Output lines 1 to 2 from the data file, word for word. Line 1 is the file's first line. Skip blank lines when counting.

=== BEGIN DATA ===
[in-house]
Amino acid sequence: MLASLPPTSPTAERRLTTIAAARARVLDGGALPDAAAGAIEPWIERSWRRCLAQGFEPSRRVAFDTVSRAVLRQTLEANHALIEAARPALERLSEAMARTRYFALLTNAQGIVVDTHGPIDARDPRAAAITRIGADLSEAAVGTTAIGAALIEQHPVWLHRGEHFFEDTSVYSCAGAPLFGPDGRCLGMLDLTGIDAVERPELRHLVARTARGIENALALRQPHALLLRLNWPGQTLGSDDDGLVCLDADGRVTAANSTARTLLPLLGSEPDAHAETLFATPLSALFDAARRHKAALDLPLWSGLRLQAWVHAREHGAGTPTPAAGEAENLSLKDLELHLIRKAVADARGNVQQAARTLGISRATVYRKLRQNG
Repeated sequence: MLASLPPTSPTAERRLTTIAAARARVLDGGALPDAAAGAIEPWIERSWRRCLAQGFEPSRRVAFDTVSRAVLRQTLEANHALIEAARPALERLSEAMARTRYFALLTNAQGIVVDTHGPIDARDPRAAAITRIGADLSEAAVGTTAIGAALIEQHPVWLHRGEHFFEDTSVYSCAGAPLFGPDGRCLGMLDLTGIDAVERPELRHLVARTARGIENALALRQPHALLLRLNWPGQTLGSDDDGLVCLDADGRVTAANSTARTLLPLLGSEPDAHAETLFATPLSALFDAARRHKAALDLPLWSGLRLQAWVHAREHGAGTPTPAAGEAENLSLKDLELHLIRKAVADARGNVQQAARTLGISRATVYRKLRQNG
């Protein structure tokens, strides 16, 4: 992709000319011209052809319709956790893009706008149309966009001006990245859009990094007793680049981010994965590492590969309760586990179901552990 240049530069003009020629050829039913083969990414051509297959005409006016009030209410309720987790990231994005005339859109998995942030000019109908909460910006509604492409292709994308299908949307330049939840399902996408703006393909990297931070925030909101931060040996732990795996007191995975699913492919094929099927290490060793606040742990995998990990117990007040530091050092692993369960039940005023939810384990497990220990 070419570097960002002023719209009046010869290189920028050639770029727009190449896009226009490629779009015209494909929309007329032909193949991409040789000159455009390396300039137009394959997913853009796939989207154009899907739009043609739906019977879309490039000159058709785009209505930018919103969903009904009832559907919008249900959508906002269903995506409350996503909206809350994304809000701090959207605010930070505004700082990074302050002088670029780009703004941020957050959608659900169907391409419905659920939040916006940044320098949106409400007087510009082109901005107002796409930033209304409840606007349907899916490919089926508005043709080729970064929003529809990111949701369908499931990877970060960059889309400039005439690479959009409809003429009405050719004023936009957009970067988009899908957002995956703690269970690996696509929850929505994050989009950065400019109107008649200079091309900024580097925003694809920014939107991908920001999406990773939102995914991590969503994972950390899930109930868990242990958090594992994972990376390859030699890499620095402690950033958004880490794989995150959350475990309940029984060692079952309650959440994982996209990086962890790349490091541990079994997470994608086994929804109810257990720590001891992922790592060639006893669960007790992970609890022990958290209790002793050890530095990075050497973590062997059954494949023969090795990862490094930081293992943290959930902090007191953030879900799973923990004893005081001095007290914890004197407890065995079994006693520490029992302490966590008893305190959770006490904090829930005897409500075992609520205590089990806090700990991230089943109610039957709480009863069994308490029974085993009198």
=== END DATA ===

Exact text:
[in-house]
Amino acid sequence: MLASLPPTSPTAERRLTTIAAARARVLDGGALPDAAAGAIEPWIERSWRRCLAQGFEPSRRVAFDTVSRAVLRQTLEANHALIEAARPALERLSEAMARTRYFALLTNAQGIVVDTHGPIDARDPRAAAITRIGADLSEAAVGTTAIGAALIEQHPVWLHRGEHFFEDTSVYSCAGAPLFGPDGRCLGMLDLTGIDAVERPELRHLVARTARGIENALALRQPHALLLRLNWPGQTLGSDDDGLVCLDADGRVTAANSTARTLLPLLGSEPDAHAETLFATPLSALFDAARRHKAALDLPLWSGLRLQAWVHAREHGAGTPTPAAGEAENLSLKDLELHLIRKAVADARGNVQQAARTLGISRATVYRKLRQNG